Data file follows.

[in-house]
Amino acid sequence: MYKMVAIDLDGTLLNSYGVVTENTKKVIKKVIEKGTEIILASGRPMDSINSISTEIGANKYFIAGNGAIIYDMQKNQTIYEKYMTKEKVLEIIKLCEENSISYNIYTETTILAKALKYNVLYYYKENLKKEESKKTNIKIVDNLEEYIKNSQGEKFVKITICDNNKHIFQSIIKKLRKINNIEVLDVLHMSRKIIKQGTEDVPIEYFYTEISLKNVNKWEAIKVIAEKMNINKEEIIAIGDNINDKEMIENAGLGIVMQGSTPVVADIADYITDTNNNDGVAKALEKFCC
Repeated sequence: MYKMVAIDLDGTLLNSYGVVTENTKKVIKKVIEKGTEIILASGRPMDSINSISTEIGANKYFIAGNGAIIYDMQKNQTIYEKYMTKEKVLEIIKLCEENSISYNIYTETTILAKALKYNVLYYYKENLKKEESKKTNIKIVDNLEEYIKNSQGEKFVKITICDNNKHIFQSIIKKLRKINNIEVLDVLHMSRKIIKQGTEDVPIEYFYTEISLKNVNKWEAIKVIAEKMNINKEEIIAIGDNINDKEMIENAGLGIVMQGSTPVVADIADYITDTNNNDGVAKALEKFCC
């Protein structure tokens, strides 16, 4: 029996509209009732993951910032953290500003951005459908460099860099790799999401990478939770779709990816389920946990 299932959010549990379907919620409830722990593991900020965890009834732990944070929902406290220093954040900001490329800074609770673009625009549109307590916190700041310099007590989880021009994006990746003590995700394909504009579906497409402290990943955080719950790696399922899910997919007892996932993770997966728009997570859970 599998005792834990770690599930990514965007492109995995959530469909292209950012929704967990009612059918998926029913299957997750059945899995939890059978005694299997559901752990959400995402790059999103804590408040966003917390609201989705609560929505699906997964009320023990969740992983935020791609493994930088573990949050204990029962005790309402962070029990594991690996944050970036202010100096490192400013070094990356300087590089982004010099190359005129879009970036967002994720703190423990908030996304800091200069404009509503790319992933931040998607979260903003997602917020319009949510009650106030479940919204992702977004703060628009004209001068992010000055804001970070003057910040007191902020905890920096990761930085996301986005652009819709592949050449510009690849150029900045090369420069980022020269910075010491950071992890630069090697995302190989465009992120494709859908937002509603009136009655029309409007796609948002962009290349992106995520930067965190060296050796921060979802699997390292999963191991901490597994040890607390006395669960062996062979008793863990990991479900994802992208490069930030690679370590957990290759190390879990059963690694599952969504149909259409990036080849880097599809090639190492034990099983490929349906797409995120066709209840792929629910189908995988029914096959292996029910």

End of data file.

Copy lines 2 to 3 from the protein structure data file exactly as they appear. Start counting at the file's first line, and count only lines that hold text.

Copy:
Amino acid sequence: MYKMVAIDLDGTLLNSYGVVTENTKKVIKKVIEKGTEIILASGRPMDSINSISTEIGANKYFIAGNGAIIYDMQKNQTIYEKYMTKEKVLEIIKLCEENSISYNIYTETTILAKALKYNVLYYYKENLKKEESKKTNIKIVDNLEEYIKNSQGEKFVKITICDNNKHIFQSIIKKLRKINNIEVLDVLHMSRKIIKQGTEDVPIEYFYTEISLKNVNKWEAIKVIAEKMNINKEEIIAIGDNINDKEMIENAGLGIVMQGSTPVVADIADYITDTNNNDGVAKALEKFCC
Repeated sequence: MYKMVAIDLDGTLLNSYGVVTENTKKVIKKVIEKGTEIILASGRPMDSINSISTEIGANKYFIAGNGAIIYDMQKNQTIYEKYMTKEKVLEIIKLCEENSISYNIYTETTILAKALKYNVLYYYKENLKKEESKKTNIKIVDNLEEYIKNSQGEKFVKITICDNNKHIFQSIIKKLRKINNIEVLDVLHMSRKIIKQGTEDVPIEYFYTEISLKNVNKWEAIKVIAEKMNINKEEIIAIGDNINDKEMIENAGLGIVMQGSTPVVADIADYITDTNNNDGVAKALEKFCC